But What does it all Mean Man?: CARERS and Interstate Lawsuits, a Messy Patchwork of Quasi Solutions

In my last post, I created and described a framework for discussing marijuana reform that I claimed could solve many of our problems. This week I’m going to tell you how that framework could become useless in an instant. Enter the Compassionate Access, Research Expansion, and Respect States (CARERS) Act. While the CARERS act is not law yet, or even close to law (it only has a few sponsors and hasn’t been put to a vote yet) it might dispense with the current lawsuit by Nebraska and Oklahoma (the “NO” states) alleging that Colorado is violating federal law by regulating adult-use marijuana. At the same time as it solves this problem, the CARERS Act might create a host of other problems for the NO states in particular and marijuana regulation in general.

As most readers know, in 2012 Colorado voters passed Amendment 64, legalizing recreational marijuana. The Attorney Generals of NO allege that the legalization of recreational marijuana in Colorado has created adverse consequences for their state. The lawsuit asks the federal government to step in and prevent Colorado from regulating marijuana. In effect, the NO states are saying no to Colorado’s legalization. Yet, it seems unlikely that NO are simply suing Colorado to save the mountain state from itself. In its reply, Colorado explains that the NO states are simply trying to reach across their border to change Colorado law.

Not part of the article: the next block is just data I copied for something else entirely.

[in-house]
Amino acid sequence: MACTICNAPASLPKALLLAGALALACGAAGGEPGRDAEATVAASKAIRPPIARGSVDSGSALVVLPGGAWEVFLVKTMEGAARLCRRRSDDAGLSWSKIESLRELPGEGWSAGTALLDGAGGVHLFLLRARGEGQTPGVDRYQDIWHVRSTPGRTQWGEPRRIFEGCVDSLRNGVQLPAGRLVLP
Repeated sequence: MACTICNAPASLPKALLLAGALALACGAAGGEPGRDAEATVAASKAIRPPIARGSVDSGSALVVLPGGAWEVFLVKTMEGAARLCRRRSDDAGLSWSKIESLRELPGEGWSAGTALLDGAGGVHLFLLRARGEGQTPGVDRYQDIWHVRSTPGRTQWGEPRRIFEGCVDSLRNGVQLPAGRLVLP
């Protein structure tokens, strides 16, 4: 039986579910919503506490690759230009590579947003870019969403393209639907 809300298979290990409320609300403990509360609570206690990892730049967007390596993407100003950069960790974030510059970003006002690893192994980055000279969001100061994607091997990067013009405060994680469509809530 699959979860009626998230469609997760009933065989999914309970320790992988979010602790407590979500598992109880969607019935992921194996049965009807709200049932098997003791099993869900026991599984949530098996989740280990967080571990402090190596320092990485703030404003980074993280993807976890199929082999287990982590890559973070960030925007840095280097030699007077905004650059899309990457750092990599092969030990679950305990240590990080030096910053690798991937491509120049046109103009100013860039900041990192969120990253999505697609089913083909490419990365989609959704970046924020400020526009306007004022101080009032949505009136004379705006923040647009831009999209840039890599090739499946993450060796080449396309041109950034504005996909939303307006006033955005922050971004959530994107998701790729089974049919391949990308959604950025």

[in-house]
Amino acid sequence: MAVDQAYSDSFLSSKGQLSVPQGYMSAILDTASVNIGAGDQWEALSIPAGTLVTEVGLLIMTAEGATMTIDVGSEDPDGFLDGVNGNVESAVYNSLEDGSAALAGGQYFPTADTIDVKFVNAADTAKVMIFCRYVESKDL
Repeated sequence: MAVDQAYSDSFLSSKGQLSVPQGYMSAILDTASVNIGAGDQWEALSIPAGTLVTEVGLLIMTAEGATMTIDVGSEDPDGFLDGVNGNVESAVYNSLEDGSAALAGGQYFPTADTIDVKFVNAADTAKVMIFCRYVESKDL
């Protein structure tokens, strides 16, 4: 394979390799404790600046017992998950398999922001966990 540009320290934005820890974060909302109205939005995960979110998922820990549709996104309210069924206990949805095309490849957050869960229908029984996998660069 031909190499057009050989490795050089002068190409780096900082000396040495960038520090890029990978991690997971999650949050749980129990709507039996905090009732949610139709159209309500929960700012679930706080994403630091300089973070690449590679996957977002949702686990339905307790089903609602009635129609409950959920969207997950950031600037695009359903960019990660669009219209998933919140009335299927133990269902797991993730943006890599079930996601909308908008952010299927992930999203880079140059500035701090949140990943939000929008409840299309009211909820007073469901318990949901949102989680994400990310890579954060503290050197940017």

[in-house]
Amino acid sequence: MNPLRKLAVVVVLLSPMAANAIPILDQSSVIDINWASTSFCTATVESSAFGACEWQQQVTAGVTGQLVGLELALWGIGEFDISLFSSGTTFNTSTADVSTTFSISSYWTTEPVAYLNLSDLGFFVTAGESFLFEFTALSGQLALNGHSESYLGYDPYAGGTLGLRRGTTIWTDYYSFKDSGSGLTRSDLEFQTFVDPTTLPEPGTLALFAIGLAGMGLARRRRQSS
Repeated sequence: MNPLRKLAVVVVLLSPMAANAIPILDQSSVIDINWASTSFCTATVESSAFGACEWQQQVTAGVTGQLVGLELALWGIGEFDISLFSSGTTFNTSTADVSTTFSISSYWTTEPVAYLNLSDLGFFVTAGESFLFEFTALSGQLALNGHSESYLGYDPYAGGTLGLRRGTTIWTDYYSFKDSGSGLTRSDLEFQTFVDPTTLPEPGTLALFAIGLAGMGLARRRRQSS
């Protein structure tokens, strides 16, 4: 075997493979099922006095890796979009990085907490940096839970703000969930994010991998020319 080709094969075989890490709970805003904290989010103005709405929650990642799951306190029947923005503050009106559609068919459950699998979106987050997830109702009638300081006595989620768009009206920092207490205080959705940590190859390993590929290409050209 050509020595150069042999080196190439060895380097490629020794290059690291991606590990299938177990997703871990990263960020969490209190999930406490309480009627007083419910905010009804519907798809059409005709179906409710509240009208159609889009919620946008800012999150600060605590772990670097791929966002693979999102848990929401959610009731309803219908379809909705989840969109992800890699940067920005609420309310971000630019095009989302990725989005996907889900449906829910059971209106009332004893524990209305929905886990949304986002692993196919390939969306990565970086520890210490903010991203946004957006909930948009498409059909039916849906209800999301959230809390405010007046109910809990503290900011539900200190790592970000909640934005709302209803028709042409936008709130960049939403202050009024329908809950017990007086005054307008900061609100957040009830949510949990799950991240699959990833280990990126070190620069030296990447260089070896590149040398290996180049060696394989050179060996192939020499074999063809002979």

While it hasn’t passed into law, if it were passed, the CARERS act would render the lawsuit moot. It would reclassify medical marijuana as Schedule 2, allow VA doctors to recommend medical marijuana, and, most significantly, it would remove federal prohibition in states which have any regulatory scheme about medical marijuana. This is weirdly analogous to the Perry/Windsor issue on gay marriage, when the Supreme Court held that the federal government must recognize gay marriage but made no requirements on the states to do so.

As it stands currently however, the CARERS Act has no requirement for the quality or comprehensiveness of regulation. A state like California, with no statewide regulation, would be no different than Colorado, which has significant regulation, at least in regard to medical marijuana. CARERS may be one of the only things the federal government could do that would simultaneously remove prohibition and worsen the tangled patchwork of regulation states are creating.

Consider a baggie of medical marijuana from Colorado. It would be legal to possess in Colorado, both according to state and federal law.However, the same baggie would be federally illegal if it simply moved over the border to Nebraska or Oklahoma (assuming they don’t enact a legalization scheme of their own). In this situation, Colorado would be incapable of violating any federal law. Medical marijuana would be legal the second it enters Colorado.

But what would happen if the baggie were recreational instead? CARERS only contemplates medical marijuana, not recreational. This obviously implicates enforcement issues – it may be impossible to distinguish between medical marijuana and recreational marijuana in the field.